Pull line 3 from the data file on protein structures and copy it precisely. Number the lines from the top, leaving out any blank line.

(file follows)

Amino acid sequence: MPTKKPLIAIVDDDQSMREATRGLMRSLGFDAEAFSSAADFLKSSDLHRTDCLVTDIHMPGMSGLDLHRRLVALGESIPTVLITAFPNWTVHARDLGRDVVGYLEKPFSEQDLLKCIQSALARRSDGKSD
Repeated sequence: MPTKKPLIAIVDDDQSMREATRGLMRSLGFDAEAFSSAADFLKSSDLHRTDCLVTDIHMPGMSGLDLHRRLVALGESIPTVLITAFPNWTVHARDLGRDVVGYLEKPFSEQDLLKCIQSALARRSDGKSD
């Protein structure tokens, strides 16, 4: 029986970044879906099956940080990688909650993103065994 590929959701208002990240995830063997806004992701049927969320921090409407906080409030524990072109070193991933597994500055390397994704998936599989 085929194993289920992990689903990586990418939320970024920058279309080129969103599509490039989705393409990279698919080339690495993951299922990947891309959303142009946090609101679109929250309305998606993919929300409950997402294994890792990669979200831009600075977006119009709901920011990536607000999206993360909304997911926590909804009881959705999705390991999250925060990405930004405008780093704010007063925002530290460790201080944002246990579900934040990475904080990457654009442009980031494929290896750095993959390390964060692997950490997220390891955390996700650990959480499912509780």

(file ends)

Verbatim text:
């Protein structure tokens, strides 16, 4: 029986970044879906099956940080990688909650993103065994 590929959701208002990240995830063997806004992701049927969320921090409407906080409030524990072109070193991933597994500055390397994704998936599989 085929194993289920992990689903990586990418939320970024920058279309080129969103599509490039989705393409990279698919080339690495993951299922990947891309959303142009946090609101679109929250309305998606993919929300409950997402294994890792990669979200831009600075977006119009709901920011990536607000999206993360909304997911926590909804009881959705999705390991999250925060990405930004405008780093704010007063925002530290460790201080944002246990579900934040990475904080990457654009442009980031494929290896750095993959390390964060692997950490997220390891955390996700650990959480499912509780």